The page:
used to live and Break Point is inspired by my former obsession with Wimbledon!

What are your writing habits? (every day, number of words, etc?)

Alas, I don’t even get the time to write every day now as there are so many other things to do e.g. formatting, proofing, promoting etc. I usually do any writing when at my mother’s during my offline time!

Whos been your biggest inspiration and why? Since when? 

My mother. It was she who inspired me to start my first novel at the age of 19. She was writing novels and going to a writing class so I used to pick her brains for tips. She never did get any of them published, though she did have an agent ask her to
meet him in London in 1982 but because she was moving house she had to decline.
I think later she regretted it a lot because he was a good agent. My sister Ann is also a big inspiration and has helped me develop my characters and has also designed some of my covers.

Who is your agent and/or publishing company?

I have had various publishers over the years, most of them small press. Now that the technology has advanced sufficiently, I’ve decided to go it alone for now, though it would be good to have a publisher who could take care of the marketing and
promotional side.

 

Thank you so much, Kate!

Links:

http://amzn.to/rqX11A – Seaview Terrace – (Kindle)
http://bit.ly/thZ07D – Seaview Terrace (paperback)

http://amzn.to/uT3Qs9 – Far Cry From The Turquoise Room (Kindle)
http://bit.ly/t0aVqP – Far Cry From The Turquoise Room (paperback)
http://amzn.to/t3TfKj – Break Point (kindle)
http://amzn.to/uk3e6A – Break Point (Kindle)
http://amzn.to/rsc86v – Down The Tubes (Kindle)
http://amzn.to/uF880s – Suckers n Scallies (Kindle)
http://bit.ly/t6NnN4 – Sucka! (paperback)
http://amzn.to/sgzvWx – Tales By Kindlelight (Kindle)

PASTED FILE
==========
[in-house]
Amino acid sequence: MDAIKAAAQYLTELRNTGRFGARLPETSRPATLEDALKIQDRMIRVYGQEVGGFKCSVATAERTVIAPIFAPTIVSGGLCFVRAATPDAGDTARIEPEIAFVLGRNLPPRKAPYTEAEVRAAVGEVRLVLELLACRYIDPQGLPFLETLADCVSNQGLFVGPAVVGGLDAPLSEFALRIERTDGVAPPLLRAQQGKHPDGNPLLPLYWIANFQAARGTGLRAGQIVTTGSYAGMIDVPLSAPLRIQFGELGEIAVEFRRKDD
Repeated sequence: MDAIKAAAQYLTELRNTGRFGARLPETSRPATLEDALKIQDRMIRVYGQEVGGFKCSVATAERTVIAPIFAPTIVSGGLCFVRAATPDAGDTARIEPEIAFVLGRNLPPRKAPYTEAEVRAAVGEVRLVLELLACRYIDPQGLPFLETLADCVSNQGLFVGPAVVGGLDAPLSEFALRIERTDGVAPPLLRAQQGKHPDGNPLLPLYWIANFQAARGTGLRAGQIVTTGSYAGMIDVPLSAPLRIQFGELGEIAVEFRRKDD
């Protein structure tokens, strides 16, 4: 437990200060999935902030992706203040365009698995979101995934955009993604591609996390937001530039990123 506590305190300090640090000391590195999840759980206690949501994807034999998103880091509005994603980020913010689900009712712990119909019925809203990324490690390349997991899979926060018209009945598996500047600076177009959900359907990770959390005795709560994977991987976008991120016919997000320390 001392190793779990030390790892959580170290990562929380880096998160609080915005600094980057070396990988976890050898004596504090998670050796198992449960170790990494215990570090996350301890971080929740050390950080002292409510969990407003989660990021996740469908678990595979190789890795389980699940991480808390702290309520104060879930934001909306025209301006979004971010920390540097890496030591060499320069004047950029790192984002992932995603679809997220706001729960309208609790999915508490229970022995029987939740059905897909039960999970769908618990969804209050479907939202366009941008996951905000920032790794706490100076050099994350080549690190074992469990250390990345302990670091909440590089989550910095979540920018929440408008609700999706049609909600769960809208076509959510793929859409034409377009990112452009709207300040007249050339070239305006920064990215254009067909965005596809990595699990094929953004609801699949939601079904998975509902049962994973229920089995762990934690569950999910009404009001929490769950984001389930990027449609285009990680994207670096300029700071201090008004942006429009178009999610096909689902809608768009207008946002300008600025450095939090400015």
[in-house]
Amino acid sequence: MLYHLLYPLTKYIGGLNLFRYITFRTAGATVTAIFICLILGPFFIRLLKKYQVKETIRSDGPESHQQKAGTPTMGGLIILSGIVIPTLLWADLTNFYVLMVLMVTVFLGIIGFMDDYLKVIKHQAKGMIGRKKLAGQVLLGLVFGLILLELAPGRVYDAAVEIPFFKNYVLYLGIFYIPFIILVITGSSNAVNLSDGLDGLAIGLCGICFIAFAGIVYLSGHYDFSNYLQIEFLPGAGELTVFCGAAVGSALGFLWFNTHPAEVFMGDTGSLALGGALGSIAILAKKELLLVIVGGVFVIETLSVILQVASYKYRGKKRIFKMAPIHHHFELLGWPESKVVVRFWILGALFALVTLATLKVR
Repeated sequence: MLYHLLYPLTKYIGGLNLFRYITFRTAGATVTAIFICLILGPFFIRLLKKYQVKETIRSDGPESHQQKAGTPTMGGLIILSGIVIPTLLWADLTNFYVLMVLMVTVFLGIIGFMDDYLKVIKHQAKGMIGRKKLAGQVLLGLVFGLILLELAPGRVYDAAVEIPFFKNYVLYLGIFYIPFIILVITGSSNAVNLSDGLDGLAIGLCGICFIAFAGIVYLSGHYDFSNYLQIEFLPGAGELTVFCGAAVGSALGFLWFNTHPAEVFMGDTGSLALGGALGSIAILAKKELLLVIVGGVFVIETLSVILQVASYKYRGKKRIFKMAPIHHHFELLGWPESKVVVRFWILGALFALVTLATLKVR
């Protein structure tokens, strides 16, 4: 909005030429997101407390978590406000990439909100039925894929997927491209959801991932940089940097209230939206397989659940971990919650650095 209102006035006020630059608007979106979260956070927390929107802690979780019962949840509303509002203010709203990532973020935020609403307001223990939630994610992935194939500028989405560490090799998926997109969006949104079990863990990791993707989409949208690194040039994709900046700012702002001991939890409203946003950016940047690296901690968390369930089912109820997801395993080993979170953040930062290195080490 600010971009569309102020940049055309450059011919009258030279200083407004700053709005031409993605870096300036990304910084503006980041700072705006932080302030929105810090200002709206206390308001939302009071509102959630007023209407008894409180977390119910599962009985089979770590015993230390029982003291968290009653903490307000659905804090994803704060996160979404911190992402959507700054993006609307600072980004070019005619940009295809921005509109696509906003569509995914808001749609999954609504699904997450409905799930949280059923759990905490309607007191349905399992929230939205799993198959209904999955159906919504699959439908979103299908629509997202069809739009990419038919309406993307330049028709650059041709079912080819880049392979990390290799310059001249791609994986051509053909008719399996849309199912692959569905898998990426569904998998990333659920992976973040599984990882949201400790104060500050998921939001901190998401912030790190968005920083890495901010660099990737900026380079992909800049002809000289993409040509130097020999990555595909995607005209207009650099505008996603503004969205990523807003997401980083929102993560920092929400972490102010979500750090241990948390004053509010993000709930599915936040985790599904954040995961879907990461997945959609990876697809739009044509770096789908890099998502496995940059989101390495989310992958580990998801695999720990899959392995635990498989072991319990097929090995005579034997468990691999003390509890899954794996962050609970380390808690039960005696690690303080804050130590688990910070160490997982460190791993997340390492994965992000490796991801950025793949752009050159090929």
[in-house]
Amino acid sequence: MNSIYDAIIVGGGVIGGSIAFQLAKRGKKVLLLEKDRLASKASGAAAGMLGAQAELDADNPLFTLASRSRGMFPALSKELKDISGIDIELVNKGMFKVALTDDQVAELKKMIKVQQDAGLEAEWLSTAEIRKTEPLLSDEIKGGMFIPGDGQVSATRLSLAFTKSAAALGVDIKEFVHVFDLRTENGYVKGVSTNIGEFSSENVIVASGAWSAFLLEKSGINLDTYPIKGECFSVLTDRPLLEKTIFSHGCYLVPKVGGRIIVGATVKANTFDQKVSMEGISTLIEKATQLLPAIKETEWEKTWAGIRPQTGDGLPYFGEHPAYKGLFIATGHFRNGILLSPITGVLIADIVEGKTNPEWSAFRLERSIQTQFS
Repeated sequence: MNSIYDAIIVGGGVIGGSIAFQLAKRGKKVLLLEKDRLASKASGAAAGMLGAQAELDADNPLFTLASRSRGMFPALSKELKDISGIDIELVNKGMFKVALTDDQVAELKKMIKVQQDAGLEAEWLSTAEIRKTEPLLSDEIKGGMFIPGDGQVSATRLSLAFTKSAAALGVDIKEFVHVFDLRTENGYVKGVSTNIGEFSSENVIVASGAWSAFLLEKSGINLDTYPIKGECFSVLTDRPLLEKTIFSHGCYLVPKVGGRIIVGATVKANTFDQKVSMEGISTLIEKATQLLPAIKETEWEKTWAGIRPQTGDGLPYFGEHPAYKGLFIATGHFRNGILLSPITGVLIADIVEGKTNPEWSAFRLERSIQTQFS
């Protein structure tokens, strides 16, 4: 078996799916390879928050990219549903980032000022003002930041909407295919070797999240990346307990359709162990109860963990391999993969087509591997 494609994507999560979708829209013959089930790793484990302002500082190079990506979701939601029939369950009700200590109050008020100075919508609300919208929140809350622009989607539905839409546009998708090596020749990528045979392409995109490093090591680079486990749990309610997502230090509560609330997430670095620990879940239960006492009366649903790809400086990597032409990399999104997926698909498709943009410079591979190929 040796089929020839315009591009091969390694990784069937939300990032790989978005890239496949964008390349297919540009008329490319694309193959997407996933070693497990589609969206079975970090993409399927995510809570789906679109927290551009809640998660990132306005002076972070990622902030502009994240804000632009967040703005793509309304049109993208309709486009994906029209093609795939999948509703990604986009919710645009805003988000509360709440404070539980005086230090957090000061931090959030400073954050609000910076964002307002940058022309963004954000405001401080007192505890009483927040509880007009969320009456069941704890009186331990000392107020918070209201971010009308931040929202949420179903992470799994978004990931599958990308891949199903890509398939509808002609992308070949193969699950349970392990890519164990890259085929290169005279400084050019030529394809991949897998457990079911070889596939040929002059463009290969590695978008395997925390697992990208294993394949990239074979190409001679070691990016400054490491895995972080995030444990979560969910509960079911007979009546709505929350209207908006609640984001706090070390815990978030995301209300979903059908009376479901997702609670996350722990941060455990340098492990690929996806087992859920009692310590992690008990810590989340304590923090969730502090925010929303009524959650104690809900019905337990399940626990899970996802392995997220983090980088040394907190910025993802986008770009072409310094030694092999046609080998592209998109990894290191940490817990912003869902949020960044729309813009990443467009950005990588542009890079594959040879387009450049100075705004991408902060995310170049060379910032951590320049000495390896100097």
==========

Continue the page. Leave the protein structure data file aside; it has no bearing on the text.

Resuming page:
http://amzn.to/d7xHYV – Little Guide To Unhip (Kindle)
http://amzn.to/vyNlLF – Little Guide To Unhip (paperback)
http://amzn.to/t8XFIY – Thalidomide Kid (Kindle)
http://amzn.to/v6KgNY – Thalidomide Kid (paperback)
http://amzn.to/sqLmAC – Lost The Plot by Kirby Gate (Kindle)
http://amzn.to/sH41jk – Fall Of The Flamingo Circus (paperback) – I’ve just
seen it advertized for a penny!!

For more information about Kate and her books please visit her website:

http://kjrbooks.yolasite.com/

Or her blog: http://bubbitybooks.blogspot.com/

 

 

7 Comments

7 Responses to Kate Rigby

  1. Reggie says:

    15 books!!
    I knew you were a writer Kate but I didn’t know you had fifteen bad boys on the go!! ;-)
    A great interview, as ever. Thanks to the pair of you.
    And Kate, YNWA.

    • Kate Rigby says:

      Oh and Reggie, YNWA! City are one goal up at the mo :-( My sister is a City supporter so someone will be happy in our household ;-)

  2. tee says:

    Ah the lovely Kate. I have a signed copy of Little Guide to the Unhip. Pride of place in the smallest room in the house. It’s amazing how many of my friends read it while in there. It’s extremely popular.

  3. Kate Rigby says:

    Wow – thanks so much, Reggie and Tee, and a big thanks to you, Hannah for this amazing opportunity. It’s a real privilege to be interviewed by you.

  4. mountainmama says:

    Great feature and interview! I had no idea you had written so many books. Way to go!!

  5. Lyn Horner says:

    Wow, Kate, you are one prolific author! You truly inspire me.

  6. Ron A Sewell says:

    Great interview. Enjoyed as usual learning about other writers and what drives them on.